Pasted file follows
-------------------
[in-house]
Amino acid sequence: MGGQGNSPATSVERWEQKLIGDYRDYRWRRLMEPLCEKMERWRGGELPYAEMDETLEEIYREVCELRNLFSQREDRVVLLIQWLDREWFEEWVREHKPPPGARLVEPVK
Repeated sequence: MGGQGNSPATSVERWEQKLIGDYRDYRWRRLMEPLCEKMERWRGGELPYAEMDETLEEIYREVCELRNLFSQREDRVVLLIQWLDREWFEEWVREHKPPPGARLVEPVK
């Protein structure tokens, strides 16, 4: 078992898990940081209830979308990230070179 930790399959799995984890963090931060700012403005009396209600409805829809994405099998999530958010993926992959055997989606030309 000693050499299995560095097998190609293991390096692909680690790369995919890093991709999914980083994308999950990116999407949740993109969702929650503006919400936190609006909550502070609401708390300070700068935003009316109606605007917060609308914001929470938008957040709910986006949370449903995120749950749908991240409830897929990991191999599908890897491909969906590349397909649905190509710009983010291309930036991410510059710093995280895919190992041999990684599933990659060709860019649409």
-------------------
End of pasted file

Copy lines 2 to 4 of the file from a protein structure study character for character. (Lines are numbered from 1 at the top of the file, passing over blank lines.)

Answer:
Amino acid sequence: MGGQGNSPATSVERWEQKLIGDYRDYRWRRLMEPLCEKMERWRGGELPYAEMDETLEEIYREVCELRNLFSQREDRVVLLIQWLDREWFEEWVREHKPPPGARLVEPVK
Repeated sequence: MGGQGNSPATSVERWEQKLIGDYRDYRWRRLMEPLCEKMERWRGGELPYAEMDETLEEIYREVCELRNLFSQREDRVVLLIQWLDREWFEEWVREHKPPPGARLVEPVK
């Protein structure tokens, strides 16, 4: 078992898990940081209830979308990230070179 930790399959799995984890963090931060700012403005009396209600409805829809994405099998999530958010993926992959055997989606030309 000693050499299995560095097998190609293991390096692909680690790369995919890093991709999914980083994308999950990116999407949740993109969702929650503006919400936190609006909550502070609401708390300070700068935003009316109606605007917060609308914001929470938008957040709910986006949370449903995120749950749908991240409830897929990991191999599908890897491909969906590349397909649905190509710009983010291309930036991410510059710093995280895919190992041999990684599933990659060709860019649409």